The properties and potential of
adult and embryonic stem cells:
Stem cell are the most primitive of human cells:
The most useful stem cells are found in embryos. William Walker has
"In an embryo,
cells form an outer layer which later become [sic] the placenta. but
cells located in the inner layer have not determined what they will
eventually be. These 'pluripotent' cells could become many of the 220 types of
cells in the human body." 1
There are also adult stem cells that can be removed from a baby, child
or adult. Examples include:
Hematopoietic stem cells are found in bone marrow.
Neural stem cells are found in nervous tissues.
Adult stem cells from bone marrow and nervous tissues appear to be severely limited
in potential. But cells removed from embryos have two extremely
They can divide for long periods of time in the lab to produce
more stem cells.
They can transform themselves into any of the cells present in the human body (e.g. skin
cells, liver cells, heart cells, etc.).
The potential of stem cell research can now only be guessed at:
Methods may be found whereby they could be formed into replacement
tissue and even entire organs. They may eventually be used to repair
injured or poorly functioning brains and nervous systems. New, more
effective treatments may be developed for a wide range of injuries,
disorders and diseases. To date, preliminary research looks very encouraging:
James Thompson at the University of Wisconsin
was able to make stem cells grow into human heart cells. (In order to avoid violating
congressional ban, he took extreme precautions do do his research in a room in which not a
single piece of equipment -- not even an electrical extension cord -- had been
John Gearhart of Johns Hopkins University has been able to grow nerve
cells from stem cells. 2
Researchers have been
able to implant heart muscle cells grown from stem cells into the hearts of
mice and observe them "successfully repopulate the heart tissue and
integrate with the host cells."
Researchers have coaxed stem cells to develop into a urinary
sphincter muscle for a pig. This has the potential to help people
regain bladder control -- a common problem which limits mobility and
the quality of life of the elderly.
Dr. McKay and colleagues of the National Institute of Neurological
Disorders and Stroke (NINDS), was able to take a special type of
stem cell from rat embryos and successfully treat a Parkinson's-like disease in rats.
They used neural stem cells that can only develop into nervous system
cells. Most of the test rats showed "about a 75% improvement in
motor function 80 days after they received the transplants."
In 1998, according to Focus on the Family, a fundamentalist Christian group:
"More than 50 disease advocates and scientific societies,
representing such concerns as diabetes, blindness, Parkinson's disease, glaucoma, AIDS,
Down Syndrome, cystic fibrosis, stroke, lymphoma, infertility and cancer--as well as
professional groups that focus on such issues as cell biology, aging, microbiology,
ophthalmology, cardiology, pediatrics and reproductive medicine--... sent a letter to
members of Congress urging them to support federal funding for...[stem cell] research."
If researchers can decode how cells develop into tissue and organs, then
they will begin to understand the mechanisms of "abnormal growth and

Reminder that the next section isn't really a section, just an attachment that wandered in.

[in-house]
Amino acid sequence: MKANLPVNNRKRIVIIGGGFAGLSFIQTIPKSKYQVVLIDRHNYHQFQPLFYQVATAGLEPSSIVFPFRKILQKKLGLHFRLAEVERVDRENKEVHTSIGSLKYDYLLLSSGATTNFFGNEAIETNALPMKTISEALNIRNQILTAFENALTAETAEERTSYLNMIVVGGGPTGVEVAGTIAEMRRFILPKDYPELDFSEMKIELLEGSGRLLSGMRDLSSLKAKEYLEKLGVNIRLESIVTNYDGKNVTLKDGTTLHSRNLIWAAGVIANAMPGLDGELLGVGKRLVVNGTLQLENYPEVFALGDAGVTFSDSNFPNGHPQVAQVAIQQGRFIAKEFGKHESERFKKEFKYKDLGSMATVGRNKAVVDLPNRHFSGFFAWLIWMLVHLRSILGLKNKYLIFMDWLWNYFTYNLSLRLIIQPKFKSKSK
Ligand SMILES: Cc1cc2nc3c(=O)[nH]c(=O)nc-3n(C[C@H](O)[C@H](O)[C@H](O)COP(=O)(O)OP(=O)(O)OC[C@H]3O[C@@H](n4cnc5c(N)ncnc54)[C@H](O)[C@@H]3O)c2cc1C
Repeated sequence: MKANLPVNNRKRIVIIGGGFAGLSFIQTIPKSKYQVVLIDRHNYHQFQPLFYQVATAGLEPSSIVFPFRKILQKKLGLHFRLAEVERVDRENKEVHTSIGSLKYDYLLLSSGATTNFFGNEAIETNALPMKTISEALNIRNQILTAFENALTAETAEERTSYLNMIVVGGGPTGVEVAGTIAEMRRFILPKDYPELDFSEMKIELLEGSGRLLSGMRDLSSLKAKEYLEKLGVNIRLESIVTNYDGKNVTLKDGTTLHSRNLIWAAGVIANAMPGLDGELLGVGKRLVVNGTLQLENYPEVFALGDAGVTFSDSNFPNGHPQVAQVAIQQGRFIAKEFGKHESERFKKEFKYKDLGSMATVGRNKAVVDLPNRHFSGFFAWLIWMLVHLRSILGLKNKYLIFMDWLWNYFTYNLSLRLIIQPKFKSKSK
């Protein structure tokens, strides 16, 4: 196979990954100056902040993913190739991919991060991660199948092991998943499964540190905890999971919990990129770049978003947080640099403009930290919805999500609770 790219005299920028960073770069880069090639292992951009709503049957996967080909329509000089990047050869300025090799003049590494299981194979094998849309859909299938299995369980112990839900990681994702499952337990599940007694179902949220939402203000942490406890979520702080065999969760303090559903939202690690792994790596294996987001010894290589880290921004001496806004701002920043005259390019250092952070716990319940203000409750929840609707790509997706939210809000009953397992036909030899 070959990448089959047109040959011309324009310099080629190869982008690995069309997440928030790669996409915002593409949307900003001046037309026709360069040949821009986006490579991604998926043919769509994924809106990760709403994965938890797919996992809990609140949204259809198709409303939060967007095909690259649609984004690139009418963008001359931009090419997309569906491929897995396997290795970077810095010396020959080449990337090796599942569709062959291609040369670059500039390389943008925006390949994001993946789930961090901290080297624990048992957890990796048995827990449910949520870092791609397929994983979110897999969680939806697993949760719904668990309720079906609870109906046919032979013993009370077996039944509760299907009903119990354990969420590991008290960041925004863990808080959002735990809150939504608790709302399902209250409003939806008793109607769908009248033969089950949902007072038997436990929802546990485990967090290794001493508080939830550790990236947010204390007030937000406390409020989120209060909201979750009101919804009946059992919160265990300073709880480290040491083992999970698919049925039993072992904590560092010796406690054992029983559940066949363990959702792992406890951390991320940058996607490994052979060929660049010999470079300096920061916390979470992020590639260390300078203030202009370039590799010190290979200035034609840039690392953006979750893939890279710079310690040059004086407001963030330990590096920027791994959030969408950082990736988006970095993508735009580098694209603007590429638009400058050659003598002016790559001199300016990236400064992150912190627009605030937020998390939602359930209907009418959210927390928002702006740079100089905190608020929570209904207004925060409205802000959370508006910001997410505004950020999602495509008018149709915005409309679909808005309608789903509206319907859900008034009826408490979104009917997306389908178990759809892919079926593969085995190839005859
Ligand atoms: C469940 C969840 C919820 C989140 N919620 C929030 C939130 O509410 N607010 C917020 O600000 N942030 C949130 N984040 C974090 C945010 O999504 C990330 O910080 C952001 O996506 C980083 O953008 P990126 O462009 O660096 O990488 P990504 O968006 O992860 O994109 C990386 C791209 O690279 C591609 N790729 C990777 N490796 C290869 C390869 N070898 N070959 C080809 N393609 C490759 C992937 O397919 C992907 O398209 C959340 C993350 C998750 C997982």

development which, in turn, could lead to the discovery of new ways to
prevent and treat birth defects and even cancer." 4
Researchers might be able to develop specific cell types, tissues, organs,
etc. from embryonic stem cells. The former could then be used to study the effects of
new drugs. This should reduce the numbers of animal studies and human
clinical trials that are required before new drugs are approved.
It is important to realize that adult stem cells derived from bone marrow
and neural tissue have very limited potential for differentiation.
"Embryonic stems cells...appear to be able to give rise to many more,
possibly all, cell types and tissues. It is this pluripotentiality that
makes the embryonic cell so promising for both a basic understanding of
differentiation and for the development of cell therapies." This
information is rarely published in articles which condemn embryo stem cell research,
but is important to remember. 5
Ethical problems with harvesting embryonic stem cells:
Harvesting stem cells from a living blastocyst in order to conduct research is strongly opposed by many people who believe that human personhood starts at conception when an ovum is fertilized and becomes a blastocyst. On the other hand, others regard the transition of human life, in the form of an ovum and spermatozoon, into a human person as happening later in gestation, -- perhaps:
when the embryo's heart begins to beat, or
the embryo first looks human, or
when the higher brain functions of a fetus become operational and the fetus becomes sentient,
For them, harvesting stem cells do not involve a major ethical conflict.
Fortunately, in early 2006, Shinya Yamanaka, a Japanese researcher and the director of Center for iPS Cell Research and Application, found a way to convert any cell in a human body into Induced pluripotent stem cells (also known as iPS cells or iPSCs). These are a type of cell which can be coaxed to develop into a wide variety of cell types, much like stem cells are able to do. The potential of this discovery may take a couple of decades to develop.
References used in the above essay:
William Walker, "Stem cell research row splits U.S.," Toronto Star, 2001-JUL-5, Page A1 & A11
"Berg leads advocacy for stem cell research." Dr Berg is Cahill Professor of Biochemistry, Emeritus, and Director of the Beckman Center for
Molecular and Genetic Medicine at Stanford University Medical Center. He is also Chairman of the American Society of Cell Biology Public Policy
Committee and Co-Chairman of the National Research Councilís Commission on Life Sciences and the Board on Biology. See: